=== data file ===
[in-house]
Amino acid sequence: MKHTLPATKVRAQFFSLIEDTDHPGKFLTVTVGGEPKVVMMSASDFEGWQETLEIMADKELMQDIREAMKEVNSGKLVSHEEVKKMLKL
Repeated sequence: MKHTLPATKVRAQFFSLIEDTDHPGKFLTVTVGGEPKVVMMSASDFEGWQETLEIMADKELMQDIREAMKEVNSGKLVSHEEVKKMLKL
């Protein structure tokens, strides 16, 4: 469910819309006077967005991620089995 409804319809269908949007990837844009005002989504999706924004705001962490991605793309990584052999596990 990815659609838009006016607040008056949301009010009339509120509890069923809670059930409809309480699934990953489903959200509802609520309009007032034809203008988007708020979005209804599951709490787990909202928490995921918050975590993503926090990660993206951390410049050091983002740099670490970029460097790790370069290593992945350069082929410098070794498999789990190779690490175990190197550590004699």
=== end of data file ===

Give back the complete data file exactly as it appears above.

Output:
[in-house]
Amino acid sequence: MKHTLPATKVRAQFFSLIEDTDHPGKFLTVTVGGEPKVVMMSASDFEGWQETLEIMADKELMQDIREAMKEVNSGKLVSHEEVKKMLKL
Repeated sequence: MKHTLPATKVRAQFFSLIEDTDHPGKFLTVTVGGEPKVVMMSASDFEGWQETLEIMADKELMQDIREAMKEVNSGKLVSHEEVKKMLKL
């Protein structure tokens, strides 16, 4: 469910819309006077967005991620089995 409804319809269908949007990837844009005002989504999706924004705001962490991605793309990584052999596990 990815659609838009006016607040008056949301009010009339509120509890069923809670059930409809309480699934990953489903959200509802609520309009007032034809203008988007708020979005209804599951709490787990909202928490995921918050975590993503926090990660993206951390410049050091983002740099670490970029460097790790370069290593992945350069082929410098070794498999789990190779690490175990190197550590004699």